American women have a 33 percent higher death rate 
from coronary heart disease than white women, and a 
77 percent higher death rate from stroke. If that 
wasn't bad enough, almost half of black women are 
overweight, compared to 33 percent of white women. 
Why is this true? I use my own family as a perfect 
example. Like many African Americans, I come from a 
family who loves to eat. Sweet potato pie, cheese 
cake, baked macaroni and cheese - you name it, we'll 
eat it. To make it worse, I also love to cook. The 
two can be a deadly combination. Though I have begun 
to exercise and cook healthier meals, my family 
doesn't help much. When I used to live in Maryland, my 
cousin Wayne thought it was his responsibility to 
take care of me. Though I was almost thirty years 
old and had lived on my own for ages, Wayne always 
acted like I wasn't getting enough to eat. I can hear 
him now, "You need to put some meat on your bones. No 
self-respecting black man wants a skinny woman. We 
have to have something to hold on to." Then there is 
my sister, Michela. Whenever I go home, she is my 
partner in crime. Hot fudge sundaes, fettucini 
alfredo, and Philly cheesesteaks all become a part of 
our daily routine. Our love of food is, however, 
starting to take its toll. 
Michela, a beautiful woman who happens to be about 30 
pounds overweight, recently started a diet plan. Not 
too long ago, while out on a date with her friend 
Ted, my sister had her ego deflated. She and Ted were 
discussing what qualities each of them wanted in a 
"significant other". After Michela voiced her 
opinion, her date responded, "You want all that? I 
think you might have to lower your standards." 
Needless to say, that was the last date she went on 
with Ted. That was just fine with him because, as he 
put it, Michela was "a bit heavier" than he liked and 
seemed too "uppity" for her weight. Ted wasn't the 
first one to say something like that. 
Now, my sister carefully watches what she eats and 
cooks healthier dishes. (Unfortunately, she still has 
not started exercising as I have recommend 
and have begun doing myself.) 
It's good that Michela is now in a more health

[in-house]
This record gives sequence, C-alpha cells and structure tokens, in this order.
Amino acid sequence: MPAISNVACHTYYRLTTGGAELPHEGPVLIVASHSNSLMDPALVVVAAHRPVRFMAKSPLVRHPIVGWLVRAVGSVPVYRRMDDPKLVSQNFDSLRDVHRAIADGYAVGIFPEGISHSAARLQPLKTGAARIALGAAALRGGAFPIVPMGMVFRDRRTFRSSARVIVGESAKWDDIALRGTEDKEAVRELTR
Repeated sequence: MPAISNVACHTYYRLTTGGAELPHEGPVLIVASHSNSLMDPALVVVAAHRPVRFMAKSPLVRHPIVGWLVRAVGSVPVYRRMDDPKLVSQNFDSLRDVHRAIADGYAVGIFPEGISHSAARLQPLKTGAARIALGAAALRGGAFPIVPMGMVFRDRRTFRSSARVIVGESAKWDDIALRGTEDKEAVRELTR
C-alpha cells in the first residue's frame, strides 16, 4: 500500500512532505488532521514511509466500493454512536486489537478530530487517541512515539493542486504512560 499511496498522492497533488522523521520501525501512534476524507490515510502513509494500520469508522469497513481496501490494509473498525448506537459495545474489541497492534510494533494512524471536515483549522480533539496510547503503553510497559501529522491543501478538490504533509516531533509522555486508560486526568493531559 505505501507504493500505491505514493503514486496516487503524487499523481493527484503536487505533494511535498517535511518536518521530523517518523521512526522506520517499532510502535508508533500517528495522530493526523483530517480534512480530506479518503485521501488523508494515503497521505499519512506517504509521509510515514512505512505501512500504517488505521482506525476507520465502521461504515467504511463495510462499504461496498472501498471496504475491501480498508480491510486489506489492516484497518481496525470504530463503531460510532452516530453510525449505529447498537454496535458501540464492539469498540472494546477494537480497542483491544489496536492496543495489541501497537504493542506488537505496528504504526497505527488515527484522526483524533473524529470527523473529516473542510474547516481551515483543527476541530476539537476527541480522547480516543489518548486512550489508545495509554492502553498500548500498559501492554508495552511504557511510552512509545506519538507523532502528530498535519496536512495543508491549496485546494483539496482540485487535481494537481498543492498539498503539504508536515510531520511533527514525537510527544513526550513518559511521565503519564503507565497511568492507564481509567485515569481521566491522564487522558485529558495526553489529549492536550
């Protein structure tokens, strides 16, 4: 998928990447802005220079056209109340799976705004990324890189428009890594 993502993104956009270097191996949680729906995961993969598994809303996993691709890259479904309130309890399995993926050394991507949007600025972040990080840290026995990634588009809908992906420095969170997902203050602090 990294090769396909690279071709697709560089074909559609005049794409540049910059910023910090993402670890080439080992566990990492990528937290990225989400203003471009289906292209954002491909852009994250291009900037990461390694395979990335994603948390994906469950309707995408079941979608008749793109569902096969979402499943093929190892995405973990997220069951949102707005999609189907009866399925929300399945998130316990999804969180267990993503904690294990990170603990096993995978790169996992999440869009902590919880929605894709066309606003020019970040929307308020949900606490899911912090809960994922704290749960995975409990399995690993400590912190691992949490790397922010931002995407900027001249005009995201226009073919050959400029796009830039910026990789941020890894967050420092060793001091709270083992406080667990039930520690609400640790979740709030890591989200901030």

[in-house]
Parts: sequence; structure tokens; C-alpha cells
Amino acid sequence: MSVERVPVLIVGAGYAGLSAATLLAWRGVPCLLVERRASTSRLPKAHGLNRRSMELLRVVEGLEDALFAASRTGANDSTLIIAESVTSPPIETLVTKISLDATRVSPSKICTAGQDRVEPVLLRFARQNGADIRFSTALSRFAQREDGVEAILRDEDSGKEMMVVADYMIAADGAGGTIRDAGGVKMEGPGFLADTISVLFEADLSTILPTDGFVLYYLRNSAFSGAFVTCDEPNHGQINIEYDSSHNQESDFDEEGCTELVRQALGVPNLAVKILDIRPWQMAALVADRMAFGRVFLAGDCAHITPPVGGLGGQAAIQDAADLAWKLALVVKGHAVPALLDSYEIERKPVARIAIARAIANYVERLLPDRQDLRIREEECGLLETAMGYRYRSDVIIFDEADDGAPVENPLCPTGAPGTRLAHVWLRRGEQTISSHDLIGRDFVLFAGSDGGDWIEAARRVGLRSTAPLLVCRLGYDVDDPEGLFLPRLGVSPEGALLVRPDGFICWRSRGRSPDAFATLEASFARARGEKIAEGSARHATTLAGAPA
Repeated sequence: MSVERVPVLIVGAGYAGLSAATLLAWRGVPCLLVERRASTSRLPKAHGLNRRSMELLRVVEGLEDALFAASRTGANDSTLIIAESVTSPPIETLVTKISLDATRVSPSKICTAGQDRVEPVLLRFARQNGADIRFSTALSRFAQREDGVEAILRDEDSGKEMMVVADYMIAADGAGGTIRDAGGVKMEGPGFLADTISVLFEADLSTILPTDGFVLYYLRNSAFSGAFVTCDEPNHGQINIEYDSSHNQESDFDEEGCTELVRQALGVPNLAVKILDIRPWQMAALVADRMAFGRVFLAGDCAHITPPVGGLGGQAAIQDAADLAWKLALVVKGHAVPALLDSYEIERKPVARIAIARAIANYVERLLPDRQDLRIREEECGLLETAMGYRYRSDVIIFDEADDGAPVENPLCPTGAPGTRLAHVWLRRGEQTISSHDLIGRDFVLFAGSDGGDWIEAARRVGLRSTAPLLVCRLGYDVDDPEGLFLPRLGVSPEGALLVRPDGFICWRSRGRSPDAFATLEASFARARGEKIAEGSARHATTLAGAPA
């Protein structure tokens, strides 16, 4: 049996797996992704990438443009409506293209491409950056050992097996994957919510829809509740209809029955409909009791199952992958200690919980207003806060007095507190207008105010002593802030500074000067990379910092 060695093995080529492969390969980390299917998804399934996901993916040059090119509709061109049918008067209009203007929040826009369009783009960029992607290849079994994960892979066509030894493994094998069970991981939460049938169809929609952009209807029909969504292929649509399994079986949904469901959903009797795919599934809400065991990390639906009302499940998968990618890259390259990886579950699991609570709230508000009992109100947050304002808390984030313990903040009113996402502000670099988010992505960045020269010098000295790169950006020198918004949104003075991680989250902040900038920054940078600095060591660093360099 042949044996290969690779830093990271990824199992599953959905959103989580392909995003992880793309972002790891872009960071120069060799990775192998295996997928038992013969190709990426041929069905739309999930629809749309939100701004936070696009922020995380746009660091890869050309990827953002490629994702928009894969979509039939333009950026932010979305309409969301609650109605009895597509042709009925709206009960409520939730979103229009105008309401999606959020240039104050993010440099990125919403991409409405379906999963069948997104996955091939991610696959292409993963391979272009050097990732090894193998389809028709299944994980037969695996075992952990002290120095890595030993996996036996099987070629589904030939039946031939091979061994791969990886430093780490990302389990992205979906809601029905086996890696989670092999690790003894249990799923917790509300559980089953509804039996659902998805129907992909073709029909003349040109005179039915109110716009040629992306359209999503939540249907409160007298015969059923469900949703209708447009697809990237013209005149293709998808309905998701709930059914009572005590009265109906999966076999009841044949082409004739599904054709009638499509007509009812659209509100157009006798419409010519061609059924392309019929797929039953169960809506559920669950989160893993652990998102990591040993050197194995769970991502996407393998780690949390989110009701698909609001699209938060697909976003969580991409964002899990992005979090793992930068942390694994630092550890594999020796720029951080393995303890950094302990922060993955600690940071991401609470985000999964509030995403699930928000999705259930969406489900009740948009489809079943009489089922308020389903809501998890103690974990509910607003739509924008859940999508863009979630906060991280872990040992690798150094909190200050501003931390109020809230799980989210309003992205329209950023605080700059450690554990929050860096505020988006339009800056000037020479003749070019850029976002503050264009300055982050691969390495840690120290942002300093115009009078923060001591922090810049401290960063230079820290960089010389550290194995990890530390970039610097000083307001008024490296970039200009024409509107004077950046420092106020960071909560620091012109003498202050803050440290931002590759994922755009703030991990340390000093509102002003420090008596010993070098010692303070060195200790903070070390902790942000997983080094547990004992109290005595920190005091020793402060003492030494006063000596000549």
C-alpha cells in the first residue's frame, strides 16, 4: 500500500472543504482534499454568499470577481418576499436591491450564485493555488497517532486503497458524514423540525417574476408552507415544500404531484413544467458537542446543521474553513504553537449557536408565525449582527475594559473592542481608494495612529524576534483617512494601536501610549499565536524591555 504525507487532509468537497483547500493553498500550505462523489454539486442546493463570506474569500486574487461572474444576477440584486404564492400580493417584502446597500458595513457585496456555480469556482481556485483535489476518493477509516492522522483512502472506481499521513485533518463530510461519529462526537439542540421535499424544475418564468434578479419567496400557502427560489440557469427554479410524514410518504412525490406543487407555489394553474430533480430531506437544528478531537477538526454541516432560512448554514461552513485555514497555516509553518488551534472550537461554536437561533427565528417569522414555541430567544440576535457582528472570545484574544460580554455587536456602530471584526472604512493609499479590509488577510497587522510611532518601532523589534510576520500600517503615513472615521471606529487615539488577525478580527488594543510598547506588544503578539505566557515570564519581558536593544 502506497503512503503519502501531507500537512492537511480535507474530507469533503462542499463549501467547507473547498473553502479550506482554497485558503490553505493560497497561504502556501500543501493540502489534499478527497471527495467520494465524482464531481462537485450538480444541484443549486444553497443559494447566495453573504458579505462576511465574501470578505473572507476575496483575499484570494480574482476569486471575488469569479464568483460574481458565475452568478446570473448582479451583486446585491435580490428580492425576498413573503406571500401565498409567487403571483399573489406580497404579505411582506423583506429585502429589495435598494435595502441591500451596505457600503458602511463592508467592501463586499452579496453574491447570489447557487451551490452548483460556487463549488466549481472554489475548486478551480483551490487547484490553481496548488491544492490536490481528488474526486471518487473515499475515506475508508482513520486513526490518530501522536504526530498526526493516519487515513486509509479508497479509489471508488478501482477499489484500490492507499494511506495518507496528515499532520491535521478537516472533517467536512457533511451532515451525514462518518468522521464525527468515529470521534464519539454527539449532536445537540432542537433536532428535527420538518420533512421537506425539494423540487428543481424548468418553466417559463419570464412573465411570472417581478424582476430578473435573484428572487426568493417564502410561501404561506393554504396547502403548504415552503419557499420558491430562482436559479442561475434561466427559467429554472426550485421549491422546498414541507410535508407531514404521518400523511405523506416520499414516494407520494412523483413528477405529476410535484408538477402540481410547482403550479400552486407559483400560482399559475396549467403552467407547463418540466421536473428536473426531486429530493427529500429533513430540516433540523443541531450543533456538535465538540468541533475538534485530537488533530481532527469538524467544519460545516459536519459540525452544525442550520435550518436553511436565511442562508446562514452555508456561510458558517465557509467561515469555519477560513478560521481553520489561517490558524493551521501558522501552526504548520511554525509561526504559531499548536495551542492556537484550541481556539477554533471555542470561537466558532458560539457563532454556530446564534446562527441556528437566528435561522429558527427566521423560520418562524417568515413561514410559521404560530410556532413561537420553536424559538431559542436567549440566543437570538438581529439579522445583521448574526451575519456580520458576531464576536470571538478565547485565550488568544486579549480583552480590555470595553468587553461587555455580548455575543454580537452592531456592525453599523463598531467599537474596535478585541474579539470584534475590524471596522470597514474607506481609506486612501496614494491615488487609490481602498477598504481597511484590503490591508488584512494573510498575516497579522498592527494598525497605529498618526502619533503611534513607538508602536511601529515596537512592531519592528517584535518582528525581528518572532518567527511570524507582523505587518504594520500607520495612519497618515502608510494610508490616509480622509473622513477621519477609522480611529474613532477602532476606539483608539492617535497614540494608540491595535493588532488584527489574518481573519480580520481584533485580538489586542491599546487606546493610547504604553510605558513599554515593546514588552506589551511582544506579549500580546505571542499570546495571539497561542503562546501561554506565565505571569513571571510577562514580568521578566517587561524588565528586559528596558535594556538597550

conscious frame of mind, but why did it take her (like 
most other black women) so long to make that change? 
Part of the problem could be due to a general lack of 
good medical care. If doctors, like most people, 
think it is okay for African American women to be 
overweight, they won't point out the health 
consequences or recommend dietary and lifestyle 
changes. Another reason could be that black women 
generally consider themselves to be superwomen. After 
taking care of everyone and everything 
else, there is often little time for black women to 
take care of themselves. There are only so many hours 
in a day and African American females often don't make 
sure they reserve time to relax, exercise or eat 
right. Instead of trying to save the world, we should 
try saving ourselves and our health. Now, I know some 
people will say that there is nothing wrong with black 
women being a bit on the "heavy side" and that black 
is beautiful no matter what shape or size. I can 
almost, but not quite, agree with that mentality. 
We have to put things in context. It's true that 
African American women have always been held to 
W.A.S.P.ish standards of beauty. Some of us can fit 
into that waif-like, constantly starving mold, 
but most cannot. In fact, I don't personally know of 
one black woman who is built like any of the 
supermodels we see in magazines or on television. 
Heck, if I had any friends who looked like Courtney 
Cox or Calista Flockhart, I'd beg them to seek 
counseling immediately. The way I see it, 
if your ribs or hip bones show through your clothes, 
you need help! On the other hand, while I think it's 
great that African American females are 
defying the generally accepted stereotypes of beauty, 
I believe we may inadvertently be doing ourselves a 
great disservice. It's true that beauty 
comes in all shapes and sizes but we shouldn't forget 
that health and fitness are of vital importance. In 
order for us to properly celebrate who we are, those 
factors must take precedence over pride. It's okay for 
us to have big booties as long as we are healthy and 
feel good about our size.